The stock market continues to climb the wall of desperation as investors rush to catch up with the rally. The new mantra is now "quantitative easing forever," and this has been widely and wildly trumpeted this morning by the financial media. The jobs report was weak at best, and it caused U.S. Treasury bond yields to pull back once again.
But, in the current environment, bad is good and good is great -- and we are still seeing money forced into the stock market. There is simply nowhere else to go, according to most pundits and gurus. They are probably right as long as we see a zero-interest-rate policy (ZIRP) remain the rule of the land, but there is no reason to be silly about it, in my opinion.
No matter how much you need a return on your dollar or a source of dividend income, investors need to keep in mind that they are buying into a corporation or enterprise that has a definable value. I use a model that takes into account current earnings cash flow and assets, as well as current mergers-and-acquisitions pricing levels, as I calculate the intrinsic value of individual stocks. It is not precise to the penny, as that is probably impossible -- but, over the years, it has proven its accuracy to within a few percentage points.
On Monday I looked at how the big pharmaceutical stocks measured up, and found that they were overvalued by a fairly large factor. Today I want to look at some of the other major companies that are widely held by both the big funds and by individual investors. (I use a completely different set of metric for non-financial companies, so I will stick with valuing non-financial companies and see if we can find any big-cap bargains.)
Microsoft (MSFT) is one of the most widely held stocks by every type of investors. The company is a cash machine that generates free cash flow in the tens of billions annually. It pays a decent dividend and can probably grow at a nice pace for an extended period. However, no matter how far I stretch the inputs to the positive side, I cannot get to a share valuation above $23.50 -- and the stock is currently at around $35. I do not see a scenario in which this company would be able to grow at more than a high-single-digit pace for a long time, and the stock is not worth the current price.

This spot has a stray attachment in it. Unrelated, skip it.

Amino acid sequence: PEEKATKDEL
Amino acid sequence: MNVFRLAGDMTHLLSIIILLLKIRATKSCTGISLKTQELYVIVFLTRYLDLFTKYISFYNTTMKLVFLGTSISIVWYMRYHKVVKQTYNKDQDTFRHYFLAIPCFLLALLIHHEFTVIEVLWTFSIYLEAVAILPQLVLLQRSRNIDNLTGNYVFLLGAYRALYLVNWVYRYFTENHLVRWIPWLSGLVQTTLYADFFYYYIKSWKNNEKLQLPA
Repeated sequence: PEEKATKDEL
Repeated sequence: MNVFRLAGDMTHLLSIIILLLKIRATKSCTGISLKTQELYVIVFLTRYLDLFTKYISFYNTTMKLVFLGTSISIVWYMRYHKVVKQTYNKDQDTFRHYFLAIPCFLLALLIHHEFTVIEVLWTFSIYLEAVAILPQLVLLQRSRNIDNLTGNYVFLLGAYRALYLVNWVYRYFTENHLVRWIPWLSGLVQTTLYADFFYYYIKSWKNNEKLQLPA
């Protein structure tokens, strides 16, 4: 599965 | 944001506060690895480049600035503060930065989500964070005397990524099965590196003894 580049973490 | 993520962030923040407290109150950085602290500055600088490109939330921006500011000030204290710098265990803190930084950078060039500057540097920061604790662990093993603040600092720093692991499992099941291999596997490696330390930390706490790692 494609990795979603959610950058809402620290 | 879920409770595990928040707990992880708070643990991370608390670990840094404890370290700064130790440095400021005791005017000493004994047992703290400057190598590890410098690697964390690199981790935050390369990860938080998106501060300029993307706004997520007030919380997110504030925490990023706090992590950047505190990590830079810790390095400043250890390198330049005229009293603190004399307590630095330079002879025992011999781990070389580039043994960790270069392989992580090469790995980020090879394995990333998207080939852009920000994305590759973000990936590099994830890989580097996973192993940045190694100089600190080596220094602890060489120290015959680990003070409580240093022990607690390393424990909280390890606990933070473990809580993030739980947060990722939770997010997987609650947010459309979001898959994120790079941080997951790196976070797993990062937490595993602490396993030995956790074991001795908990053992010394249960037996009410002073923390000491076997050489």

Meanwhile, it seems everybody owns Apple (AAPL). This is a great company that has not just customers but fans: People will camp out to buy a new version of an Apple product that is not that much different from the old one. Apple also generates enormous amounts of cash flow, and it has $442 billion in the bank. But, using my numbers, I cannot come up with a valuation of anything above $370 per share for Apple, which is currently priced at around $525. It is a great company, but I am not so sure it will be a great stock over the next few years.
Individuals have also long been in favor of owning the phone companies for their dividends and steady growth potential. I am a big fan of them at the right price, but my calculations show that they are well above a fair price right now. I come up with a valuation of $26 for AT&T (T) -- currently at $35 -- and $28.75 for Verizon (VZ), which has a current price of $50.57. As with so many of these large companies, they have premium multiples of earnings and assets in spite of limited growth opportunities in a weak economy and competitive marketplace.
The one blue-chip sector that appears to have some value right now is that of the major oil companies. Exxon Mobil (XOM), at $87.55, trades at a slight premium to its intrinsic value of $82. Meanwhile, Chevron (CVX) is one of the few big blue chips trading at a discount to its current price. My model shows a fair value for the company at $135.50, well above its current price of around $120. The most underpriced major oil right now is BP (BP), which trades at around $44 -- a wide gap from its $69 fair-value calculation.
Most blue-chips, then, are not cheap right now, and they tend to trade well above the value of the business. Still, I am not suggesting you run out and short these stocks. I am not even saying you should dump them if you own them right now. Evidence suggests that, if you had bought these right during a broad-market decline, the best course of action is to hold them and just ride the bumps of the market.
But the data also suggest that, for investors with new money to put to work, it would be best to avoid the large-cap stocks that have soared in price the past few years and are trading well above their intrinsic value. Again, there does appear to be some value in the major oils and growth. For the time being, therefore, income investors might be best to confine their search to that sector of the market.